Pest plant should be rooted out
A BIG debate has been buzzing around naturalists over the past few years about the merits of a plant that is taking over our countryside.
Himalayan balsam has more foes than friends as it marches up the country and towers above most other woodland plants.
It was introduced as a garden plant in 1839 but escaped into the countryside. Each plant can produce more than 2,000 seeds and send them over a wide distance when the seed pod explodes.
Himalayan balsam follows rivers and streams, or anywhere where flowing water can spread its seeds. I was in Boothstown in Salford a couple of weeks ago and the huge balsam plants were following the route of the local brook.
In my village in Lancashire it has spread out to cover edges of fields and wooded meadows. This has halted the growth of many native plants, restricting the diversity of plantlife and associated wildlife.
Big problems occur on riverbanks. Because the balsam roots are only shallow this affects the soil making it weaker and more likely to collapse into the river or stream. This has the knock-on effect of weakening areas that once provided ideal habitat for dippers.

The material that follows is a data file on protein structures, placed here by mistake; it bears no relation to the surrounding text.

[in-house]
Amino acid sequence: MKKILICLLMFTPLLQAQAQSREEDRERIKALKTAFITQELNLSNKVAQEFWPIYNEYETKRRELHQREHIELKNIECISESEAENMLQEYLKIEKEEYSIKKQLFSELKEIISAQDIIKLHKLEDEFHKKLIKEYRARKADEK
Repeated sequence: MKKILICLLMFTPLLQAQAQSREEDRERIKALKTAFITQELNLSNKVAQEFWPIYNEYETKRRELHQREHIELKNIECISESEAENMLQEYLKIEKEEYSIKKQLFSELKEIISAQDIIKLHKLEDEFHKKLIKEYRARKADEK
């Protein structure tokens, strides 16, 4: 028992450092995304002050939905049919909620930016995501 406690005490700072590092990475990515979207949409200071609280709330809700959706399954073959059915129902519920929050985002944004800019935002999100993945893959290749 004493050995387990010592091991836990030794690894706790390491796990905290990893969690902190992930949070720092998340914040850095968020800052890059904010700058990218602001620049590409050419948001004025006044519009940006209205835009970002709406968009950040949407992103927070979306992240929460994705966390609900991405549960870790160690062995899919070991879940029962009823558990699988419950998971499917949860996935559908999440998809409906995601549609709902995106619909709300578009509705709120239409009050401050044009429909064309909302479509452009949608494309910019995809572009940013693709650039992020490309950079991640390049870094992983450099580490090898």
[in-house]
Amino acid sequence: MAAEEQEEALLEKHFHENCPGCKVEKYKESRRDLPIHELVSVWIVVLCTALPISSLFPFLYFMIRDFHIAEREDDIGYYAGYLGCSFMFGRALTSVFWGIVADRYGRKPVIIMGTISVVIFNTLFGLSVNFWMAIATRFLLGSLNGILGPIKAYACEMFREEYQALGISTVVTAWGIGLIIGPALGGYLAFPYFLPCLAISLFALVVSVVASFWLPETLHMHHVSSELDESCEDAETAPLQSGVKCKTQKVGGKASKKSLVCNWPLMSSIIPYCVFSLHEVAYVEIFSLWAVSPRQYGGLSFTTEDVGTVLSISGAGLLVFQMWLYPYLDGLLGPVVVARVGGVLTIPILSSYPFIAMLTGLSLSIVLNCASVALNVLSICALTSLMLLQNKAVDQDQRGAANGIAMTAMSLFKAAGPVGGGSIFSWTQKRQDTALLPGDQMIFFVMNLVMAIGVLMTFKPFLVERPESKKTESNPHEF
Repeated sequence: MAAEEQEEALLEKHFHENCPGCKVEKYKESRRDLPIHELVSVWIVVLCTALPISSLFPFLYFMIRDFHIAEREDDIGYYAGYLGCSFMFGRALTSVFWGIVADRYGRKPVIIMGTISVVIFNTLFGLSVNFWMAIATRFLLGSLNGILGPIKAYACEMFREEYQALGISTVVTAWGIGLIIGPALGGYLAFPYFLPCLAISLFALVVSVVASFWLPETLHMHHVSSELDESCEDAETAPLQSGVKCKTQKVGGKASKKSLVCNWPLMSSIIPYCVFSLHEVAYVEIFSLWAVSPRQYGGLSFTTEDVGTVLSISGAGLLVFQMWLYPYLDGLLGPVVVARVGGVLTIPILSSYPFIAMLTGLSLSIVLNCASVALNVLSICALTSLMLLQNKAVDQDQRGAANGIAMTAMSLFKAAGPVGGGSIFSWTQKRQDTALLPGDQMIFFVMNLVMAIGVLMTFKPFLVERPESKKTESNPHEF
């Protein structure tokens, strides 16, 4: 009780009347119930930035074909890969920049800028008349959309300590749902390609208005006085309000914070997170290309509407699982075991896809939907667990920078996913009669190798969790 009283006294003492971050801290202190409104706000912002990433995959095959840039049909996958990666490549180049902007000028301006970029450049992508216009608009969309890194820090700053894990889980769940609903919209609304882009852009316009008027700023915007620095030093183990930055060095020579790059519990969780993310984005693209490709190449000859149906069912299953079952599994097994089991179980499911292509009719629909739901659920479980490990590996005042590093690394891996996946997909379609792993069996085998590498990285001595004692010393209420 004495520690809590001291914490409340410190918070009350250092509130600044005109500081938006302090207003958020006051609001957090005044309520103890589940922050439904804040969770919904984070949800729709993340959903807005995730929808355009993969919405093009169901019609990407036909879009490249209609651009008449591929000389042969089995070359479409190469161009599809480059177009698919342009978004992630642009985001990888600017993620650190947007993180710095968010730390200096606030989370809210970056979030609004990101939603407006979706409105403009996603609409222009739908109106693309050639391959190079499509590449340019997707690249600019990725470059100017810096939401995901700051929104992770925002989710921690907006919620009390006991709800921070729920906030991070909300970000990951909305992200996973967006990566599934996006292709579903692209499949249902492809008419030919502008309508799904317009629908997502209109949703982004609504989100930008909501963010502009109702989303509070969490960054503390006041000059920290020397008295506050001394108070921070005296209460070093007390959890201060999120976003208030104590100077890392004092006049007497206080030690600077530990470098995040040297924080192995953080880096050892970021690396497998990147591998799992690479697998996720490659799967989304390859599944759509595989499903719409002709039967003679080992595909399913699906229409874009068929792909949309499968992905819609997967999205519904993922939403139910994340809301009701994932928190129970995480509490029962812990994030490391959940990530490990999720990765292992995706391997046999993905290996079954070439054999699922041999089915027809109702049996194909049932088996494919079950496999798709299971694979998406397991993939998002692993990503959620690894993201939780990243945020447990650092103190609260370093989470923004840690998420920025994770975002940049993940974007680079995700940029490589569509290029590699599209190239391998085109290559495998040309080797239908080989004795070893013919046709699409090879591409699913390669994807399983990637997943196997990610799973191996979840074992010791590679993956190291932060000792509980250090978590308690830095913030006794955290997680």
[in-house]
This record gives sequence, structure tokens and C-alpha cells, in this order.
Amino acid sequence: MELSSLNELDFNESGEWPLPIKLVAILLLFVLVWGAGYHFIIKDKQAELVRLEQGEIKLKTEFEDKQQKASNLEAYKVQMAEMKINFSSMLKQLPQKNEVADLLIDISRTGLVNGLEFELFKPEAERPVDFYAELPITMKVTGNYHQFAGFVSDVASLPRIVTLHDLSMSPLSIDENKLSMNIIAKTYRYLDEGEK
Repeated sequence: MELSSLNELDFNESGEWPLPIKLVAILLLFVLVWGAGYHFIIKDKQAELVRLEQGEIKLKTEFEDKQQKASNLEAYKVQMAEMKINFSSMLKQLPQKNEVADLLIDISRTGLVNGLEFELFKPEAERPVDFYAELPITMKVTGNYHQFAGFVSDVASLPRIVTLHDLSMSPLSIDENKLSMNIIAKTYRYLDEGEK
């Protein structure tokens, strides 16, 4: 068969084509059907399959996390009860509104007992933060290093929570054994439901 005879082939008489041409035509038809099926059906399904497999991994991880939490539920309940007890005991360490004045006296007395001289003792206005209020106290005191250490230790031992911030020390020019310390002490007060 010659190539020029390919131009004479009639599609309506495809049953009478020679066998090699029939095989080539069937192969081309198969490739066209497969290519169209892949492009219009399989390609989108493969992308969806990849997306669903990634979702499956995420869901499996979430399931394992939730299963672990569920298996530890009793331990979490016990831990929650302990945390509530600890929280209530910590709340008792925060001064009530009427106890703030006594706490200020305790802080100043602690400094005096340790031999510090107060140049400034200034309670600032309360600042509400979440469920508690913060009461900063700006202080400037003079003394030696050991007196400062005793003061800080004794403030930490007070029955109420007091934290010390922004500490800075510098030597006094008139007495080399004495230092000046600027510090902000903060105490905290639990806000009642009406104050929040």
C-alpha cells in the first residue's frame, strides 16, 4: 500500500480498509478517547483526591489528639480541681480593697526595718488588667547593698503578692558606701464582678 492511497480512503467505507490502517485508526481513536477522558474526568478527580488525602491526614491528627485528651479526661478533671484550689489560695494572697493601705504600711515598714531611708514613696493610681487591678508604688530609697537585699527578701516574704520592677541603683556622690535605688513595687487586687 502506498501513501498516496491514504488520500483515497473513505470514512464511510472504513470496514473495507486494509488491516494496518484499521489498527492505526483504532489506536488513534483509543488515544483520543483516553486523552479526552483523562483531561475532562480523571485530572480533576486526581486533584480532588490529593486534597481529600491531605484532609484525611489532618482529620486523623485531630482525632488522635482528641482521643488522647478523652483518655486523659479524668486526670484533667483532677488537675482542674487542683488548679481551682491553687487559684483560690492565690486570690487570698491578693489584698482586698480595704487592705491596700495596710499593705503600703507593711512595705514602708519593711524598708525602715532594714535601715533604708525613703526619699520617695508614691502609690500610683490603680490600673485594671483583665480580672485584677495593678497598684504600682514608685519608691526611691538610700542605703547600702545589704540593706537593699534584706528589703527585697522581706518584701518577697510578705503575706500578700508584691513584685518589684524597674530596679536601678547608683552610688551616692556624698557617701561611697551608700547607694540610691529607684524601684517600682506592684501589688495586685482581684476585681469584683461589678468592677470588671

There is plenty of evidence of people’s disdain for Himalayan balsam as you wander through the countryside. Walkers will grab hold of one of two plants and throw them on the floor, but this is doing more harm than good. The bulbous lumps on the stems are as proficient as the seeds and will just root into the ground and grow.
In the pro-Himalayan balsam camp are beekeepers who feel that their buzzy chums would be lost without the pink flowers.
Of course bee numbers have plummeted over the past 100 years, but there appears to have been a slight resurgence recently. Many beekeepers put this down to the balsam.
I think that the bee revival, if one has actually happened, is probably down to wildflower meadows and an increase in native plants. Without the balsam, native plants would be thriving in woodland now.
If landowners could actually control Himalayan balsam, there may be a happy medium keeping the Native Plant Brigade and Friends of the Bees singing from the same hymn sheet.
At the moment this isn’t the case and Himalayan balsam will continue to be seen as a pest, giving our volunteers hours of fun as they tug it out of the ground and hang it in trees to die. This is a satisfying hobby and available to everyone.
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●● Himalayan balsam’s pink flowers attract lots of bees